As good as the 49ers' pass defense has been playing, I'd be remiss to pretend their isn't still room for improvement. With Willis and Bowman around, one of the 49ers' defensive strengths has always been defending tight ends. On the whole, that remains the case this season as they currently rank fifth in DVOA against tight ends. In spite of that, they've given up a few big plays to tight ends in the last two weeks that have been a bit concerning. Against Seattle, Luke Willson beat us for plays of 29 and 39 yards. Tampa's Tim Wright found space for gains of 26 and 24 yards. Three of those four plays came on very similar routes by the tight end in question (the fourth was a broken play where Wright was able to get free after Glennon started scrambling).
On the first play of the fourth quarter, Tampa Bay comes out in 22 personnel (2 RB, 2 TE, 1 WR) with San Francisco in their base 3-4 alignment. Prior to the snap, Wright motions across the formation from right to left and Whitner follows him, indicating that he may be in man coverage on the play. Now, even with the coaches tape, identifying coverages and responsibilities can be a bit tricky. At times it can be incredibly obvious to see where the mistake happened. Others, you can only do your best to infer.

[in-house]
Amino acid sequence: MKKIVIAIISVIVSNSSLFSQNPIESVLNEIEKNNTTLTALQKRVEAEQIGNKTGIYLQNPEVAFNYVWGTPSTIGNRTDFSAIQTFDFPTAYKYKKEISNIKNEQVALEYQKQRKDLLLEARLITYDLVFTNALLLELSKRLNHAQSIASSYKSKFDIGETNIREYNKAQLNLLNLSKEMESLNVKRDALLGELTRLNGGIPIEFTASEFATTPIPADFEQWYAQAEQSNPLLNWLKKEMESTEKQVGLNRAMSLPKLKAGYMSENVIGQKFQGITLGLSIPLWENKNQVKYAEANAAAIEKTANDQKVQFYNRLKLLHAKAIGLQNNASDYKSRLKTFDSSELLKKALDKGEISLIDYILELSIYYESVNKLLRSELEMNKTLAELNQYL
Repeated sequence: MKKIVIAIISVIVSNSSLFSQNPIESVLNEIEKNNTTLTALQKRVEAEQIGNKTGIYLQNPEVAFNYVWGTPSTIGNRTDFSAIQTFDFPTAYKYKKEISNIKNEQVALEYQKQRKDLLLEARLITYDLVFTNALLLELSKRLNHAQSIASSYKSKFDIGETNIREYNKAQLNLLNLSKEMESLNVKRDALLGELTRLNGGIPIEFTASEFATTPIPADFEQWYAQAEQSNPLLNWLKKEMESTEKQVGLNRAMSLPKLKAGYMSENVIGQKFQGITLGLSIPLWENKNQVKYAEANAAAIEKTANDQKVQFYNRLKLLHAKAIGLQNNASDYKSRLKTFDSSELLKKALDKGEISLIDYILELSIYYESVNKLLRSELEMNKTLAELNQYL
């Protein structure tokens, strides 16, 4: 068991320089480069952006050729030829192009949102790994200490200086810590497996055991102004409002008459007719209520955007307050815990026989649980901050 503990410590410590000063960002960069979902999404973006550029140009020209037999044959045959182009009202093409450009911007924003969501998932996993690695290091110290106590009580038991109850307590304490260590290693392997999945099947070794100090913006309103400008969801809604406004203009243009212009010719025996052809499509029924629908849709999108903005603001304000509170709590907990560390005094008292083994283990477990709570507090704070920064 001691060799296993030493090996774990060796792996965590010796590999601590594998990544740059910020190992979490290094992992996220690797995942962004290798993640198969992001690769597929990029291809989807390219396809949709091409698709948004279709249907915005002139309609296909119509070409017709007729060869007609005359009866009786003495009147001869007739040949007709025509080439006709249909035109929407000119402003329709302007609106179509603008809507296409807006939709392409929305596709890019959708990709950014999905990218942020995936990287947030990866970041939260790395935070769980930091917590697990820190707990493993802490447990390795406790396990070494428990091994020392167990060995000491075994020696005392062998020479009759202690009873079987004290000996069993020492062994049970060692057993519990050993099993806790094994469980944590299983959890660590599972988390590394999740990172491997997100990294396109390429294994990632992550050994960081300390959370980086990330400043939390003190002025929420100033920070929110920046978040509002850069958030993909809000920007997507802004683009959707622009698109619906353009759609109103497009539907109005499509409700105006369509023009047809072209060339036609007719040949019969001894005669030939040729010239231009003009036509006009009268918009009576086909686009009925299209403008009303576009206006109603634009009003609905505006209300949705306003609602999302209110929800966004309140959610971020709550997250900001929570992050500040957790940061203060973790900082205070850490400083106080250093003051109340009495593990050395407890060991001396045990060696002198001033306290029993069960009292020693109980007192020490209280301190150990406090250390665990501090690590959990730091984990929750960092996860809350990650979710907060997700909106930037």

On this play, the 49ers appear to be in a combo coverage. That is, some players in man coverage with others in zone. At the top of the image, Brock and Reid are bracketing Vincent Jackson. As the lone deep safety, Reid immediately drifts over the top of Jackson after the snap, while Brock stays underneath for any shorter breaking routes. Carlos Rogers is manned up with tight end Kyle Adams at the bottom of the image and Whitner does in fact end up manned on Wright. Three linebackers – Willis, Bowman and Brooks – are in short, underneath zones.
As Wright is about to make his break across the field on the deep post route, Whitner guesses wrong and by the time the ball is in the air, he's five yards behind Wright and it's an easy score for the Bucs. Whitner has never been great in coverage, especially man coverage, but he has been better this season. Here, it looks like he just gets caught taking a peak in the backfield and it cost him.
I mentioned that this play was similar to the two big plays given up to Luke Willson in the Seattle game. He was able to find large openings on the same type of route from roughly the same pre-snap alignment. Even though this hasn't exactly been a widespread issue – the 49ers remain one of the better teams in the league at preventing explosive plays – it will be something to watch for going forward. These types of coverage breakdowns and subsequent big plays are an easy way for an inferior team to hang around longer than they should and provide good teams an advantage that can be difficult to overcome.
Considering the cornerback situation headed into the season combined with the fact that we were going to be starting a rookie free safety, the performance of the pass defense has been a pleasant surprise. While last season, headed into the playoffs the pass defense was beginning to be exposed, this season is just the opposite. There's no mysterious momentum at work here that's going to carry us to the promised land. It's much better than that. The pass defense, and defense as a whole, is actually improving and is playing better than they have at any point this season.